There's a lot to do over the coming weeks and months. Moving the TCKs, specs and sources to the Eclipse Foundation is probably the easiest of the tasks, which isn't to suggest it's going to be easy. We've got to figure out the processes around which EE4J evolves, who leads the specifications, what about compatibility, evangelism, how does the JCP fit in, etc? And it's going to succeed or fail based upon the engagement of the entire Java (EE) communities. If you're invested in Java EE or anything related to it (yes, including Eclipse MicroProfile) then it's a great opportunity to step up and help drive this in an open manner. Gone are the cries of "this is dominated by Sun/Oracle" and "it's not open source". This is now an Eclipse Foundation effort and the best way to ensure this evolves in a direction with which you agree is to join and get involved!

 

I want to take a moment to thank everyone who has helped so far, obviously including Oracle and IBM. We've just completed the JCP Executive Committee F2F which always precedes JavaOne and the feedback from there when EE4J was presented was positive. Yes there are still a lot of unknowns, many of which I've mentioned above. But generally everyone thought this was a good thing!

 

Onward!




This week in JBoss (28 Sept 2017) - To bodly go where to JavaOne has (not) gone before...

2017-09-29T08:33:25Z

2017-09-29T08:33:25Z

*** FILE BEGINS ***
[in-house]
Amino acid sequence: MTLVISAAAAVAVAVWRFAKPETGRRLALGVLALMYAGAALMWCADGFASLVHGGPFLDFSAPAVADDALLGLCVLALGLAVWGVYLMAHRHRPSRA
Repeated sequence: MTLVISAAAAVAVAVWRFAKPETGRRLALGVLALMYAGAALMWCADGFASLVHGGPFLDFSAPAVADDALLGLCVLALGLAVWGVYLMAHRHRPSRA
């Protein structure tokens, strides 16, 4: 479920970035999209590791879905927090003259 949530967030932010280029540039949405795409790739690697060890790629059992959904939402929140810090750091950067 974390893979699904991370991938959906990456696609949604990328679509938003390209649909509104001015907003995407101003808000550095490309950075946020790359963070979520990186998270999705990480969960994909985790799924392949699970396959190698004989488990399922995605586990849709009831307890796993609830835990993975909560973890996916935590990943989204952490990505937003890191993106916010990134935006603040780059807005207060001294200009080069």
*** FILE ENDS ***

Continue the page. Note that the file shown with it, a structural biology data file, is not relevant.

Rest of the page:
With the release of the new Start Trek TV series, I hope the reader will pardon me for this (not so) inspired title... Nevertheless, JavaOne is coming up and the JBoss Community is getting ready for it !!! JavaOneAs you are certainly aware, JavaOne is coming up soon and, of course, many member of the JBoss community are participating to the event. Namely, this week, some of them start announcing their presence, like Narayana team at JavaOne or Clément Escoffier teaser for his presentation on The Reactive Landscape. Pimp your JBoss Developer Studio - and then explore BPM & Rules !Last week, Eric D. Schabell took the time to make a coupl of blog entries regarding the JBoss Developer Studio (an Eclipse based IDE). Especially he focused on how to set up tooling for some important project of the community within the IDE:How To Setup Integration & SOA Tooling For JBoss Developer Studio 11 How To Setup BPM and Rules Tooling For JBoss Developer Studio 11  Once you have those tool properly installed, you will be all set to follow the 4 hours presentation, from last week, on Processes, Rules and Events: Watch Drools, jBPM and Optaplanner Day LIVE (Sept 26)  !Expanding your Horizon An Open Source community as thriving as the one of JBoss produces a lot of software, tool, and products to learn and try out. And when I mean a lot, I mean, like, a LOT.  It may be difficult to explore, follow and learn all of them, and this is why, I'm happy to see that many things happened last week to help one exactly do that. So, first, and this is a great news, the Camel in Action 2nd edition goes into production phase ! The announcement also includes some preview on the book content, so go check it out. Then comes Hibernate, that has become its own community of project within JBoss. Which makes it obviously a bit challenging to follow. Thankfully,  last week was released the Hibernate Community Newsletter 18/2017  which will caught you up on anything you may have missed ! Of course, there is almost no better way to learn than to be teached by the greatest. Especially when the greatest happens to be also an excellent teacher like Bela Ban. Indeed, Bela has announced a new series of JGroups workshops in Rome and Berlin in November. Having personally attendedhis workshop a couple of times, I can but only strongly recommend it. You will learn everything you ever wanted to know about JGroups - and more ! Techbytes After all this learning, and the all the upcoming exciting content coming up with JavaOne, you may want to scratch a (technical) hitch and play with some new tech. No worries, an Eclipse Vert.x Gradle Plugin tutorial might be just the fix you need. If not, take a look at how to Add Kerberos Authentication To Existing Web Application. Releases, releases, releases... Smart Testing 0.0.2 Released (Arqualian)Narayana 5.7.0.Final Released Decaf' Enough is enough ! You don't want to fire Eclipse, neither to debug some Java program, you need something else for a change ? You might be just in luck, because last week was released a very nice article on Ansible - A handy tool for people that might not need it. And being a big fan of Ansible, I can but only advise one to go read it... Hopefully, you have found something in this week's editorial to pique your interest and give you something to explore while waiting for next week's installment. Join us here next week for more news from the JBoss Community.[...]